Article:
Later, of course, when Aragorn entered into Minas Tirith the people of Gondor gave him that name because of the Elvish stone that he wore.

But what does all of this have to do with Bilbo's song about Eärendil? Well, in some of the tales contained in UT, the Elessar was made in Gondolin by a a great smith named Enerdhil, who gave it to Idril. It then passed on to Eärendil, who wore it on his breast when he journeyed West. Hence the reference in Bilbo's song. The UT tales then diverge, with one story being that Olórin brought the Elessar back from the West and presented it to Galadriel, and the other being that Celebrimbor made a new Elessar in the Second Age out of love for Galadriel. In another version of the tale, Celebrimbor made both versions of the Elessar. In any case, once Galadriel had Nenya in her possession she no longer needed it, and so passed it on to Celebrian.

Presumably, Aragorn knew about the Elessar, and probably that Galadriel was keeping it in trust for him. So it would make sense that he would think it was important to include in a song about the journey of Eärendil, his ancestor.

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PostPosted: Thu Jul 23, 2009 12:37 am 
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But wasn't the UT Elessar material written after the publication of LOTR?

Do we have any evidence that the Elessar story as such even existed at the time when this chapter was written?


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PostPosted: Thu Jul 23, 2009 3:55 am 
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The Tall Hobbit wrote:
But wasn't the UT Elessar material written after the publication of LOTR?


Probably. Christopher says that it was associated with the text "Concerning Galadriel and Celeborn" but probably written a little before it. He says of "Concerning G & C" that is probably was written after LOTR was published, but isn't sure exactly when. So it's not guaranteed that the Elessar texts were written before LOTR's publication, but I think it is a good guess. Certainly they were written after LOTR was finished.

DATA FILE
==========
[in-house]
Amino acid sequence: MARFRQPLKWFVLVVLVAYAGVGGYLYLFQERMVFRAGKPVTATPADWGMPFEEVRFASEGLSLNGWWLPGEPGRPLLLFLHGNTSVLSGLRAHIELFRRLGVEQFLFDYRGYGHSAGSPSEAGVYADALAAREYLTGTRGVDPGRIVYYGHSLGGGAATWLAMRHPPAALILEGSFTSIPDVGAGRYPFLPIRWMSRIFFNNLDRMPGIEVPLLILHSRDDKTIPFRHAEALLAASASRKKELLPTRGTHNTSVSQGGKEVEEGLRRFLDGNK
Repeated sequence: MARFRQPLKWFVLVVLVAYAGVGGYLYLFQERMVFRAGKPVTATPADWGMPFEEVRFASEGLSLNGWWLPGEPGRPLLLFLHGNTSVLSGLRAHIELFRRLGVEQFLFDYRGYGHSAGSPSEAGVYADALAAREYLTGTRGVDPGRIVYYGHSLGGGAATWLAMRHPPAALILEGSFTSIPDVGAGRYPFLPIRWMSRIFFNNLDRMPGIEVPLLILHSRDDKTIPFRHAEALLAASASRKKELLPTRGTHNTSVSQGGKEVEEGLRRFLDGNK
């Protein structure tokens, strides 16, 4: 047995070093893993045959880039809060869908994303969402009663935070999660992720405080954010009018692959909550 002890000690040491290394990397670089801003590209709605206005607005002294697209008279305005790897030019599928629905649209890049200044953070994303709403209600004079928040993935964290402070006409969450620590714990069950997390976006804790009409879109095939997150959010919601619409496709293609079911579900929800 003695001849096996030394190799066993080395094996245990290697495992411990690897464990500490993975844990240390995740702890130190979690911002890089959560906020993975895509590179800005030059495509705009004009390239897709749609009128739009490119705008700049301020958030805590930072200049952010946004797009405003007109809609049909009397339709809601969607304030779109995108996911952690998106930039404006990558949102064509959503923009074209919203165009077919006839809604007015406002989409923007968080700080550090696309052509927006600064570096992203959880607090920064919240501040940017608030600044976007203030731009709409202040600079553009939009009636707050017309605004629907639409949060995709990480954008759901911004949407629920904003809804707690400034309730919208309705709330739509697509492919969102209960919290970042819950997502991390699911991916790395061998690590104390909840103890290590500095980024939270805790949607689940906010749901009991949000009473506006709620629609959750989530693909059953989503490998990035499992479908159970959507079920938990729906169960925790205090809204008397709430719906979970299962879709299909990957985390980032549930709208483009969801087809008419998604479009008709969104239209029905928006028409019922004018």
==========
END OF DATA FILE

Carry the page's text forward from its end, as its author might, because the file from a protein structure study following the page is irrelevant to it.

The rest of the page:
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Do we have any evidence that the Elessar story as such even existed at the time when this chapter was written?


I think the question that really needs to be asked is "is there any evidence that the Elessar story existed at that point that Tolkien added the detail of Bilbo saying that Aragorn told him to add a green stone. And I think that the evidence at least points in that direction, although without seeing the actual manuscripts it is hard to say for sure. Wayne and Christina state about the line in the song "upon his breast an emerald" that "this must be the 'green stone' which, as Bilbo tells Frodo after the song is over was Aragorn's only contribution. It presumably refers to the Elessar." I agree with them, but reaching that conclusion is a long and winding road.

As you know (since you mentioned that the history of the song is given in The Treason of Isengard), the song wasn't added until the fourth phase of the writing, by which point, Trotter was not only firmly a man, but had been established as a Númenórean, a descendant of Eärendil's, through Elendil. There is even evidence that Tolkien was already playing with the idea of giving him the name Elfstone. However, it is completely clear that the emerald mentioned in the song has nothing to do with the Elessar at this point. First of all, there is mention of emerald back to the beginning of the poem when it was still Errantry first as a spear made of emerald, and then a sword. As the poem moved towards the form that appears in FOTR (which, by the way, was not actually the form that Tolkien meant to have in FOTR), the emerald appeared first as the character's helm, and then on his breast, before it became clear that the character was in fact Eärendil of the Silmarillion. That detail was then in place in all further versions, as it moved towards the final form. More importantly, at this point Bilbo does NOT say that Aragorn's only contribution was telling him to add a green stone; he actually says that "quite a lot of it was Tarkil's (which meant "Númenórean" like the later "the Dúnedain").